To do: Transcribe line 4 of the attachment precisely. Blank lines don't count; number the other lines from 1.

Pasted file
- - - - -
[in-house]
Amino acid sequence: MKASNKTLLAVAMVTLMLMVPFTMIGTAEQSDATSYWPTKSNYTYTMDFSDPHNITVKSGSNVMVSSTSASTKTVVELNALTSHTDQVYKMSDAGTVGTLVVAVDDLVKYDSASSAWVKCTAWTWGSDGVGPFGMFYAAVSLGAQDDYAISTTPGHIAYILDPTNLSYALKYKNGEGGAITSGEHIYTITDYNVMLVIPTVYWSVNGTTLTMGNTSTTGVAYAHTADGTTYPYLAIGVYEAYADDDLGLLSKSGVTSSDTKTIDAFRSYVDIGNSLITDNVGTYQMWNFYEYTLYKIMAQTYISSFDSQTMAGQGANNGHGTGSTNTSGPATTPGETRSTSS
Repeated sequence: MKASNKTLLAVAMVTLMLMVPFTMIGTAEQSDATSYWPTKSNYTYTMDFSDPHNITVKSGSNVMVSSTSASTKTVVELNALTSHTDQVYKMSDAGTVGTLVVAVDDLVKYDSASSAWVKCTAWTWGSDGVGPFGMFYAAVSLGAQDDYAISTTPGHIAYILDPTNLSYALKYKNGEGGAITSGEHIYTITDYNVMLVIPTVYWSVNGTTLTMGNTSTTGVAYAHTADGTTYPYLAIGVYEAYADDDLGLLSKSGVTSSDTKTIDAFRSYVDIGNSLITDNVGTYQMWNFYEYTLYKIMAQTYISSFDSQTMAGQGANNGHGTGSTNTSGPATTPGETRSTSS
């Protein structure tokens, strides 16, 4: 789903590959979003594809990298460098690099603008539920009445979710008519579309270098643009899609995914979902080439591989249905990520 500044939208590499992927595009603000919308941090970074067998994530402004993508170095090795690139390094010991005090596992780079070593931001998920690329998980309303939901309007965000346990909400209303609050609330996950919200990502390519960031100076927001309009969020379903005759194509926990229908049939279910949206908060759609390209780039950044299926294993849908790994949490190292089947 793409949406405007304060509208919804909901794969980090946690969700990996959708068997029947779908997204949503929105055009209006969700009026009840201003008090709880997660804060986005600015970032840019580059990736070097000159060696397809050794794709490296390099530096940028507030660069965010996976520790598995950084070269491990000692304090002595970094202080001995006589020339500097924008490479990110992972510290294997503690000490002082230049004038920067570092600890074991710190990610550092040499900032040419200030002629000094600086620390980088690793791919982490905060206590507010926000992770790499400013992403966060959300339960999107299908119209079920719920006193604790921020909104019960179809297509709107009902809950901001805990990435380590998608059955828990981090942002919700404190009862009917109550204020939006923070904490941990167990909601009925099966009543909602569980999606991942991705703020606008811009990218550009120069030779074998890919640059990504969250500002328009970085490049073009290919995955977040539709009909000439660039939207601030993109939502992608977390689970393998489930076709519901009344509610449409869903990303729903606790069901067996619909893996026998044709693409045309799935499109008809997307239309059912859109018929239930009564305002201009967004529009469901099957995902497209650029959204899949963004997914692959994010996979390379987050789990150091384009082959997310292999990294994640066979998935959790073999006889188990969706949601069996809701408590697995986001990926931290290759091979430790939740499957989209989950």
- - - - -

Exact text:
């Protein structure tokens, strides 16, 4: 789903590959979003594809990298460098690099603008539920009445979710008519579309270098643009899609995914979902080439591989249905990520 500044939208590499992927595009603000919308941090970074067998994530402004993508170095090795690139390094010991005090596992780079070593931001998920690329998980309303939901309007965000346990909400209303609050609330996950919200990502390519960031100076927001309009969020379903005759194509926990229908049939279910949206908060759609390209780039950044299926294993849908790994949490190292089947 793409949406405007304060509208919804909901794969980090946690969700990996959708068997029947779908997204949503929105055009209006969700009026009840201003008090709880997660804060986005600015970032840019580059990736070097000159060696397809050794794709490296390099530096940028507030660069965010996976520790598995950084070269491990000692304090002595970094202080001995006589020339500097924008490479990110992972510290294997503690000490002082230049004038920067570092600890074991710190990610550092040499900032040419200030002629000094600086620390980088690793791919982490905060206590507010926000992770790499400013992403966060959300339960999107299908119209079920719920006193604790921020909104019960179809297509709107009902809950901001805990990435380590998608059955828990981090942002919700404190009862009917109550204020939006923070904490941990167990909601009925099966009543909602569980999606991942991705703020606008811009990218550009120069030779074998890919640059990504969250500002328009970085490049073009290919995955977040539709009909000439660039939207601030993109939502992608977390689970393998489930076709519901009344509610449409869903990303729903606790069901067996619909893996026998044709693409045309799935499109008809997307239309059912859109018929239930009564305002201009967004529009469901099957995902497209650029959204899949963004997914692959994010996979390379987050789990150091384009082959997310292999990294994640066979998935959790073999006889188990969706949601069996809701408590697995986001990926931290290759091979430790939740499957989209989950």